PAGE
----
2.1. Subject Sample
The study was performed in accordance with the principles of the Declaration of Helsinki. A total of 174 patients and control subjects participated in the investigation after signing an informed consent form approved by the regional ethics committee. The patients and controls were of same ethnic origin, and had similar socio-economic backgrounds, but were stratified by sex, age, and smoking habit. None of the participants had co-existing malignant disease, uremia, diabetes, and neither statin nor anticoagulant therapy. Twenty participants were selected for an initial discovery study, while all participants were included in a subsequent validation study. For the discovery study, twelve male AAA patients and eight male controls without AAAs were carefully selected to minimize possible bias [13
]. Both patients and controls were former smokers. The average age (range) was 71 (59–83) years in the AAA group and 70 (62–78) years in the control group.
The 174 participants in the validation study were selected to give similar age, sex and current smoking habits in the controls and AAA patients (Table 1
). The validation study also included ten patients that were reinvestigated three years after they had undergone surgical treatment for non-ruptured AAA. These follow-up patients were treated by conventional open AAA repair through a standard midline laparotomy incision and transperitoneal approach with infrarenal polyester graft repair.
Both AAA patients and controls underwent ultrasonography investigation of the abdominal aorta. Peripheral venous blood samples were then taken from controls and patients. Samples were centrifuged within 30 min at 2000 g for 20 min and aliquots of citrated plasma were frozen and stored at −70 °C until analysis.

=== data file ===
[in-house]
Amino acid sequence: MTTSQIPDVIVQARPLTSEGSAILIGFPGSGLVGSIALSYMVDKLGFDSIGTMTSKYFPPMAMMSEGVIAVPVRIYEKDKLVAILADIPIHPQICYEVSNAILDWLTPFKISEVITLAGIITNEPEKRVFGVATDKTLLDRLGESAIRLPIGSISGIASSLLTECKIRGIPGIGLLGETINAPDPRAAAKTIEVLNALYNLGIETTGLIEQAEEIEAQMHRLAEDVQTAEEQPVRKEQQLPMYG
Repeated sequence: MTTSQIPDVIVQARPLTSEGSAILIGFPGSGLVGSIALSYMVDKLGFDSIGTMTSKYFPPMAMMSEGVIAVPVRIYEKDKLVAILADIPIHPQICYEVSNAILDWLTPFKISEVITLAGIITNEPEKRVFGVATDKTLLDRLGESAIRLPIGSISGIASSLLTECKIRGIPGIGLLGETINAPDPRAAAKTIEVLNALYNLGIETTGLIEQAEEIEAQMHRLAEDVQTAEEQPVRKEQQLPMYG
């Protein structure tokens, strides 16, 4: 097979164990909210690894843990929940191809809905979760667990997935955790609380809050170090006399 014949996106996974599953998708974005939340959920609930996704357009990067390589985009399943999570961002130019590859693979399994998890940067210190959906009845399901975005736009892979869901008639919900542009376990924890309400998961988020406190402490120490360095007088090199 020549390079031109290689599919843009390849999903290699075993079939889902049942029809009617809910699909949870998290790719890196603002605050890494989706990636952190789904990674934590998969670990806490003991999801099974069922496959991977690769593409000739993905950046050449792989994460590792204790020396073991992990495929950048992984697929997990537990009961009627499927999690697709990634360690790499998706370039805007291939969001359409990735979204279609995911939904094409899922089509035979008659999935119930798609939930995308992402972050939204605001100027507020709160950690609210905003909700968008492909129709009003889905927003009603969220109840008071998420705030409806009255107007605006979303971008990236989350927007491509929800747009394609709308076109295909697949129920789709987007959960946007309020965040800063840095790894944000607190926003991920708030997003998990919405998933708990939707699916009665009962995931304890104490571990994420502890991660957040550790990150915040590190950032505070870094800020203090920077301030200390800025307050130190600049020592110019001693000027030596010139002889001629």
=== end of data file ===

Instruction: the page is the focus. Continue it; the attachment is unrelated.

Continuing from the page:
2.2. Discovery Study
The workflow of the discovery study included the following sequential steps as described in detail below: depletion, tryptic digestion, TMT labelling and sample pooling, fractionation, desalting, analysis by liquid chromatography-tandem mass spectrometry (LC-MS/MS), database search, TMT quantification, and statistical analysis.
2.2.1. Sample Preparation
Samples were depleted of high abundance plasma proteins (albumin and IgG) using the ProteaPrep Albumin and IgG Depletion kit (Protea Biosciences, Inc., Morgantown, WV, USA) according to the manufacturer’s instructions. For relative quantification (performed using 6-plex TMT-labeling, Pierce Biotechnology, Inc., Rockford, IL, USA), 10 µL aliquots from 20 randomly selected samples were pooled to create a standard protein mix. This standard pool was depleted in the same way as the samples and included as a reference in each prepared TMT-set (details on the TMT-sets are provided in Supplementary Table S1
The elution from the depletion step was evaporated to dryness (Savant SpeedVac™, Thermo Scientific, Basel, Switzerland) before proceeding with the Filter-Aided Sample Preparation (FASP) protocol for tryptic digestion [15